“The fair observation here is Koho is well-defined as the market leader in this space in Canada and we’ll continue to accelerate in that positioning with the capital that will be put into work over the next 12 months,” Eberhard told BetaKit.
The $70 million in new financing will specifically be dedicated to increasing awareness of Koho’s current products, which Eberhard said position Koho well in the market, but are still in the early days of awareness and macro adoption. “[There is] an enormous amount of work left to do on the products that we have in-market,” the CEO said.
Eberhard hinted that Koho may be looking into other product possibilities as well, but emphasized the focus for the next 12 months is on the adoption of its current offerings.
Awareness and adoption represent key areas of focus, as well as challenges, for Canadian neobank or challenger bank startups like Koho.
Canadian consumers turning to challenger-style banks has increased in recent years. Ernst & Young’s Global FinTech Adoption Index for 2019 found that FinTech adoption in Canada had increased from 18 percent to 50 percent since 2017. Reasons listed as driving consumers to FinTech services include better rates and fees, ease of setting up an account, and more innovative products and services – all things that FinTechs like Koho, Neo Financial, Wealthsimple and others tout as key to their offerings. However, challenges remain as most Canadians still opt to use incumbent financial institutions for their banking needs.
The COVID-19 pandemic has presented an opportunity for such digital-first offerings, having significantly changed the Canadian banking industry. Many Canadian banks have increased their focus on digital-first, with reports noting rapid acceleration and changes in consumer expectations. However, it is still too early to tell the exact effect the digital transformation of the past year will have on the sector and what it will mean for challenger banks.
“Consumers today have high expectations for the banking experience,” said Drive Capital partner Chris Olsen. “They’re looking to challenger banks to provide an elegant, mobile-first solution. Canadians are already turning to KOHO for their financial services and we expect this to accelerate going forward.”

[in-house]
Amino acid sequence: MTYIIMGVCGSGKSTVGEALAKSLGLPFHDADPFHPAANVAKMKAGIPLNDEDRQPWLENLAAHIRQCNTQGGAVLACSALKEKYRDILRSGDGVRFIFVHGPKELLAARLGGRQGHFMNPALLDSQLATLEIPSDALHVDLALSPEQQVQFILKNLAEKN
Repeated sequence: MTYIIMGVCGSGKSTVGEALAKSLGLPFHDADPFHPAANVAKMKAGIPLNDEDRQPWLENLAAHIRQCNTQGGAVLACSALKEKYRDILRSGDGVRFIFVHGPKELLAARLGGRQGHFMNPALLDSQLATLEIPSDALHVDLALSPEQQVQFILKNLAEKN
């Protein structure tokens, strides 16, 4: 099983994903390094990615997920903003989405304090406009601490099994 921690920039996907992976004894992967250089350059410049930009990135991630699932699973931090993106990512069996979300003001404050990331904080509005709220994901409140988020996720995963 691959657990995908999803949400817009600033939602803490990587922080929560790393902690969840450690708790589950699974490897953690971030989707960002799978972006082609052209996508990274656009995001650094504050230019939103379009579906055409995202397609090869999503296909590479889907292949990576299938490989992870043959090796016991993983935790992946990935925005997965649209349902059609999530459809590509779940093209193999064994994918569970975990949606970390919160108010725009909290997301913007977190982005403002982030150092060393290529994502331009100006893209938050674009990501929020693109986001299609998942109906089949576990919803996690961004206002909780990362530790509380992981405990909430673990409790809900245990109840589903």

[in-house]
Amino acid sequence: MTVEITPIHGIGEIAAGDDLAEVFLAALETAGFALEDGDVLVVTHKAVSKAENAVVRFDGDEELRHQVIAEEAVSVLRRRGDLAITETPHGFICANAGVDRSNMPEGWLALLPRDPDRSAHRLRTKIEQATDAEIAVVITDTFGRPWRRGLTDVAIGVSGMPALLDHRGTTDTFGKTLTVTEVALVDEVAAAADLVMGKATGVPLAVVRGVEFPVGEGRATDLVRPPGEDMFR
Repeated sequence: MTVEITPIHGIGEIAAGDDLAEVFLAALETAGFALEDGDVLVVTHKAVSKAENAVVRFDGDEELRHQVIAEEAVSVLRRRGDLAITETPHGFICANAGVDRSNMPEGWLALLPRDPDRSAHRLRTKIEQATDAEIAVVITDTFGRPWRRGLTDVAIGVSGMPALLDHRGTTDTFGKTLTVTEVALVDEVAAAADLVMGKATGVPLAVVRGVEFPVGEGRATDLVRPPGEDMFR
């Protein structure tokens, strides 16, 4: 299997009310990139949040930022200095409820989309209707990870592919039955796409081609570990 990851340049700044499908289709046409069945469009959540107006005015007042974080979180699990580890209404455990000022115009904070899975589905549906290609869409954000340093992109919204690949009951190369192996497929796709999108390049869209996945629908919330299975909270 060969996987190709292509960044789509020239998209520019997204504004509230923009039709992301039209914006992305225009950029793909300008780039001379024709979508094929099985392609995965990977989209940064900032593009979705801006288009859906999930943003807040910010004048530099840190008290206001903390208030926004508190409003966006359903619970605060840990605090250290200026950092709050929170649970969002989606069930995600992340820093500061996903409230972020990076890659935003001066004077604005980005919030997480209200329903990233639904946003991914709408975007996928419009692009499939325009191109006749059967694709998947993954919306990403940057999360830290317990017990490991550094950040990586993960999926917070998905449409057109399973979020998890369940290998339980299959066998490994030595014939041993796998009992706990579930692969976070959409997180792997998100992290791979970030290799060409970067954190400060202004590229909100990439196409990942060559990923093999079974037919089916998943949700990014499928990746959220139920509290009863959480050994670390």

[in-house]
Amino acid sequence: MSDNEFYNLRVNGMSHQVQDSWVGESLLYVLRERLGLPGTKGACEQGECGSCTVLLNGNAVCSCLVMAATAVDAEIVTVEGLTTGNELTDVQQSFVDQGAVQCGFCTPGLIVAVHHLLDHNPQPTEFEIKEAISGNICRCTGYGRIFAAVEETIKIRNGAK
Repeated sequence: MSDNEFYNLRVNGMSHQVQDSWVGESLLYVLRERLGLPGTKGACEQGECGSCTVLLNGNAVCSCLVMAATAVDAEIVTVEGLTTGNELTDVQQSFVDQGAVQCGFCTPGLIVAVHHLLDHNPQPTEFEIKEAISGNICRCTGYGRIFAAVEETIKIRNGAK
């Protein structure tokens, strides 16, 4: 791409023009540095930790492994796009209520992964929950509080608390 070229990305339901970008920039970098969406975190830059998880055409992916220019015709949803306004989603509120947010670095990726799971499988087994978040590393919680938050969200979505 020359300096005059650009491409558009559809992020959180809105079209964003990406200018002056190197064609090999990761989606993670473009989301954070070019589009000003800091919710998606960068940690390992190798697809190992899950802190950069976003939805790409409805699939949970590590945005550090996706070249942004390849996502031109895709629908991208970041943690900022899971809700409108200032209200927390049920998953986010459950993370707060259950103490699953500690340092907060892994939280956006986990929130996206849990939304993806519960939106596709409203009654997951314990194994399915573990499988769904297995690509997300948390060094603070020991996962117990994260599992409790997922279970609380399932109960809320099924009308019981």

This past year has also seen the acceleration of conversations and plans around the modernization of Canada’s payments infrastructure, something that has long-favoured the country’s Big Bank oligarchy and created difficulties for startups like Koho.
Along with restrictions to even acquiring a banking license, which technically restricts companies like Koho from being an official challenger bank, Koho and other FinTech players have been pushing for changes to open banking and the country’s upcoming real-time payments system; conversations around which are going on right now.
Canadian Fintechs, which are hoping to see some changes that open up the market to digital financial service competition, have expressed hesitancy around decisions like bringing on Interac and Mastercard for Canada’s real-time payments system, as well as frustration about the open banking consultation process and conversations.
“Koho is a leader and has both the responsibility and opportunity to be a market-defining company and a leader, not just in terms of the consumer FinTech space but in terms of the Canadian regulatory payments ecosystem,” said Eberhard. “I think that we represent a user base, which has not traditionally been served well and I think that Koho brings that user base to bear when we’re having these conversations about regulations … we think it has less to do with Koho and more to do with what is the right thing for Canadians.”
Images courtesy Koho